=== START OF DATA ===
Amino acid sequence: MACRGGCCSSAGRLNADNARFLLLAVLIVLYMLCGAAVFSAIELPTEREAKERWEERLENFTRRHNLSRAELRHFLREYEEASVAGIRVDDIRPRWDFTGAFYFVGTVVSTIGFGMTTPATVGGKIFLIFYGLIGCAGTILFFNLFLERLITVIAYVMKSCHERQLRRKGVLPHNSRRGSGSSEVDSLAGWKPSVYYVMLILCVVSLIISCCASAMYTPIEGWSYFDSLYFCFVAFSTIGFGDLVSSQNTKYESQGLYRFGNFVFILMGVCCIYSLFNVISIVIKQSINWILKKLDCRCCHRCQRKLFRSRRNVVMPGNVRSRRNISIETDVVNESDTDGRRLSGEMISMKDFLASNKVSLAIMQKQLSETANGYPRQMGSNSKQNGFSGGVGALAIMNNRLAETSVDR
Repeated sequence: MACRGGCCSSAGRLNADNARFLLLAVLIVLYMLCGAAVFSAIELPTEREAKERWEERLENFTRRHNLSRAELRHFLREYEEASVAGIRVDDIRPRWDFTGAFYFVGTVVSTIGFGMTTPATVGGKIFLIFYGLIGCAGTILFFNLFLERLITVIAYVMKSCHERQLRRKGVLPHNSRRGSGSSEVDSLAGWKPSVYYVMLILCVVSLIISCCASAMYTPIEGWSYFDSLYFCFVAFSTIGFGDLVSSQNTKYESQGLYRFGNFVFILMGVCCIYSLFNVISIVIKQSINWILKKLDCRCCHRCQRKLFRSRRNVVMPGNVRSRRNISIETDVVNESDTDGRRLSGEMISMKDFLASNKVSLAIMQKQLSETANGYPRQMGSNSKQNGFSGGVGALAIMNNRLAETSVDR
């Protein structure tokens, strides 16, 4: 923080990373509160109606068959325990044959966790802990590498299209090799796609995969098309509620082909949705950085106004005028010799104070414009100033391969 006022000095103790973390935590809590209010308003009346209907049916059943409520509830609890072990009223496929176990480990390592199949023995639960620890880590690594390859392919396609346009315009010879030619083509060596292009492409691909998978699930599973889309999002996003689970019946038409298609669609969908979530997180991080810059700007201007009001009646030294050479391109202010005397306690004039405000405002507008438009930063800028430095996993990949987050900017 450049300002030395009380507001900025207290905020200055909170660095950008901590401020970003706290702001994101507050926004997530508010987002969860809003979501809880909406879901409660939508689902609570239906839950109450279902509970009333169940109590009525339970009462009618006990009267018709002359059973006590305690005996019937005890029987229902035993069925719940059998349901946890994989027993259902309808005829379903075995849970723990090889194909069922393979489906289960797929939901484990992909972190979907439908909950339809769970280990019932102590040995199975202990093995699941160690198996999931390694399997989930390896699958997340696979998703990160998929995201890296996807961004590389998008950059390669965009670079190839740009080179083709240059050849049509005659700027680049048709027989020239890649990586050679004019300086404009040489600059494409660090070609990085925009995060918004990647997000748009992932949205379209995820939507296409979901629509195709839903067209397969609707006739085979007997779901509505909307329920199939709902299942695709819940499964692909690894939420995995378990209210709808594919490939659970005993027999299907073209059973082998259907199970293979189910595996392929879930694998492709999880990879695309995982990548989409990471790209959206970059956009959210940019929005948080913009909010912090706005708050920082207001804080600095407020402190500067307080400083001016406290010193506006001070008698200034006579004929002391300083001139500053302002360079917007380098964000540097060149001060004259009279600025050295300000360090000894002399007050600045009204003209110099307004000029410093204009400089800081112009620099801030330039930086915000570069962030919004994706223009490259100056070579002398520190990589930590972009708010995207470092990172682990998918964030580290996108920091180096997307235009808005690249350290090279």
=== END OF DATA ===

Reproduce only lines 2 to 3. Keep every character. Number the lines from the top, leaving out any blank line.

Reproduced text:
Repeated sequence: MACRGGCCSSAGRLNADNARFLLLAVLIVLYMLCGAAVFSAIELPTEREAKERWEERLENFTRRHNLSRAELRHFLREYEEASVAGIRVDDIRPRWDFTGAFYFVGTVVSTIGFGMTTPATVGGKIFLIFYGLIGCAGTILFFNLFLERLITVIAYVMKSCHERQLRRKGVLPHNSRRGSGSSEVDSLAGWKPSVYYVMLILCVVSLIISCCASAMYTPIEGWSYFDSLYFCFVAFSTIGFGDLVSSQNTKYESQGLYRFGNFVFILMGVCCIYSLFNVISIVIKQSINWILKKLDCRCCHRCQRKLFRSRRNVVMPGNVRSRRNISIETDVVNESDTDGRRLSGEMISMKDFLASNKVSLAIMQKQLSETANGYPRQMGSNSKQNGFSGGVGALAIMNNRLAETSVDR
């Protein structure tokens, strides 16, 4: 923080990373509160109606068959325990044959966790802990590498299209090799796609995969098309509620082909949705950085106004005028010799104070414009100033391969 006022000095103790973390935590809590209010308003009346209907049916059943409520509830609890072990009223496929176990480990390592199949023995639960620890880590690594390859392919396609346009315009010879030619083509060596292009492409691909998978699930599973889309999002996003689970019946038409298609669609969908979530997180991080810059700007201007009001009646030294050479391109202010005397306690004039405000405002507008438009930063800028430095996993990949987050900017 450049300002030395009380507001900025207290905020200055909170660095950008901590401020970003706290702001994101507050926004997530508010987002969860809003979501809880909406879901409660939508689902609570239906839950109450279902509970009333169940109590009525339970009462009618006990009267018709002359059973006590305690005996019937005890029987229902035993069925719940059998349901946890994989027993259902309808005829379903075995849970723990090889194909069922393979489906289960797929939901484990992909972190979907439908909950339809769970280990019932102590040995199975202990093995699941160690198996999931390694399997989930390896699958997340696979998703990160998929995201890296996807961004590389998008950059390669965009670079190839740009080179083709240059050849049509005659700027680049048709027989020239890649990586050679004019300086404009040489600059494409660090070609990085925009995060918004990647997000748009992932949205379209995820939507296409979901629509195709839903067209397969609707006739085979007997779901509505909307329920199939709902299942695709819940499964692909690894939420995995378990209210709808594919490939659970005993027999299907073209059973082998259907199970293979189910595996392929879930694998492709999880990879695309995982990548989409990471790209959206970059956009959210940019929005948080913009909010912090706005708050920082207001804080600095407020402190500067307080400083001016406290010193506006001070008698200034006579004929002391300083001139500053302002360079917007380098964000540097060149001060004259009279600025050295300000360090000894002399007050600045009204003209110099307004000029410093204009400089800081112009620099801030330039930086915000570069962030919004994706223009490259100056070579002398520190990589930590972009708010995207470092990172682990998918964030580290996108920091180096997307235009808005690249350290090279």